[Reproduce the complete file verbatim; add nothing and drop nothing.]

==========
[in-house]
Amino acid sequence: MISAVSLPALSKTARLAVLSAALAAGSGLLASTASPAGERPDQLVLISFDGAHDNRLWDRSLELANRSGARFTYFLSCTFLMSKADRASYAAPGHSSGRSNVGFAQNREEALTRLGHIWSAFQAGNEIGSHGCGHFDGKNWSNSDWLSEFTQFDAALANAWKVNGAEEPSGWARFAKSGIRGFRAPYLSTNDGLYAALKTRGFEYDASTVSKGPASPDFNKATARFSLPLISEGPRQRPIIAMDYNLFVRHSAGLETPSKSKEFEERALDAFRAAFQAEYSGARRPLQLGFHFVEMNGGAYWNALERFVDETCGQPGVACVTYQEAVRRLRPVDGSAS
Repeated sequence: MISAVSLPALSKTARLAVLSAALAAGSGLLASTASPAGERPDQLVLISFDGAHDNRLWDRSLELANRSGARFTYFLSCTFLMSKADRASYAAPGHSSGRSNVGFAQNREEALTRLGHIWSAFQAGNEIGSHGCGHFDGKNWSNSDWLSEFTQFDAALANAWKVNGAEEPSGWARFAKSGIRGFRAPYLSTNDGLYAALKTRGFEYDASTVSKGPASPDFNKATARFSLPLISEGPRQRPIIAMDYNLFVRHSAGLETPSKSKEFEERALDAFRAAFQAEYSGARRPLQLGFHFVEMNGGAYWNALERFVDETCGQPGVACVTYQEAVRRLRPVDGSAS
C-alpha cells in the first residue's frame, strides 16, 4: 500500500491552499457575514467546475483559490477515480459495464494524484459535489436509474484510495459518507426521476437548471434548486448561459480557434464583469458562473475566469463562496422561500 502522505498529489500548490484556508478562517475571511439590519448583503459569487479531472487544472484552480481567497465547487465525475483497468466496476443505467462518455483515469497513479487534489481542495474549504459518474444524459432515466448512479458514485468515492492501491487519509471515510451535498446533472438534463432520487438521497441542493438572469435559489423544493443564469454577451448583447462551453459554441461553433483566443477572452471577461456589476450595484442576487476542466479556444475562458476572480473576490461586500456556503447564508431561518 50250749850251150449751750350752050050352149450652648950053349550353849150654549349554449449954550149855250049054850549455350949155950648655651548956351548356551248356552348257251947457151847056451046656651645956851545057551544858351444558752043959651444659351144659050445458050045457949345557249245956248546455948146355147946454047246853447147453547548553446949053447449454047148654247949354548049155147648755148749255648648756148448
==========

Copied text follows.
[in-house]
Amino acid sequence: MISAVSLPALSKTARLAVLSAALAAGSGLLASTASPAGERPDQLVLISFDGAHDNRLWDRSLELANRSGARFTYFLSCTFLMSKADRASYAAPGHSSGRSNVGFAQNREEALTRLGHIWSAFQAGNEIGSHGCGHFDGKNWSNSDWLSEFTQFDAALANAWKVNGAEEPSGWARFAKSGIRGFRAPYLSTNDGLYAALKTRGFEYDASTVSKGPASPDFNKATARFSLPLISEGPRQRPIIAMDYNLFVRHSAGLETPSKSKEFEERALDAFRAAFQAEYSGARRPLQLGFHFVEMNGGAYWNALERFVDETCGQPGVACVTYQEAVRRLRPVDGSAS
Repeated sequence: MISAVSLPALSKTARLAVLSAALAAGSGLLASTASPAGERPDQLVLISFDGAHDNRLWDRSLELANRSGARFTYFLSCTFLMSKADRASYAAPGHSSGRSNVGFAQNREEALTRLGHIWSAFQAGNEIGSHGCGHFDGKNWSNSDWLSEFTQFDAALANAWKVNGAEEPSGWARFAKSGIRGFRAPYLSTNDGLYAALKTRGFEYDASTVSKGPASPDFNKATARFSLPLISEGPRQRPIIAMDYNLFVRHSAGLETPSKSKEFEERALDAFRAAFQAEYSGARRPLQLGFHFVEMNGGAYWNALERFVDETCGQPGVACVTYQEAVRRLRPVDGSAS
C-alpha cells in the first residue's frame, strides 16, 4: 500500500491552499457575514467546475483559490477515480459495464494524484459535489436509474484510495459518507426521476437548471434548486448561459480557434464583469458562473475566469463562496422561500 502522505498529489500548490484556508478562517475571511439590519448583503459569487479531472487544472484552480481567497465547487465525475483497468466496476443505467462518455483515469497513479487534489481542495474549504459518474444524459432515466448512479458514485468515492492501491487519509471515510451535498446533472438534463432520487438521497441542493438572469435559489423544493443564469454577451448583447462551453459554441461553433483566443477572452471577461456589476450595484442576487476542466479556444475562458476572480473576490461586500456556503447564508431561518 50250749850251150449751750350752050050352149450652648950053349550353849150654549349554449449954550149855250049054850549455350949155950648655651548956351548356551248356552348257251947457151847056451046656651645956851545057551544858351444558752043959651444659351144659050445458050045457949345557249245956248546455948146355147946454047246853447147453547548553446949053447449454047148654247949354548049155147648755148749255648648756148448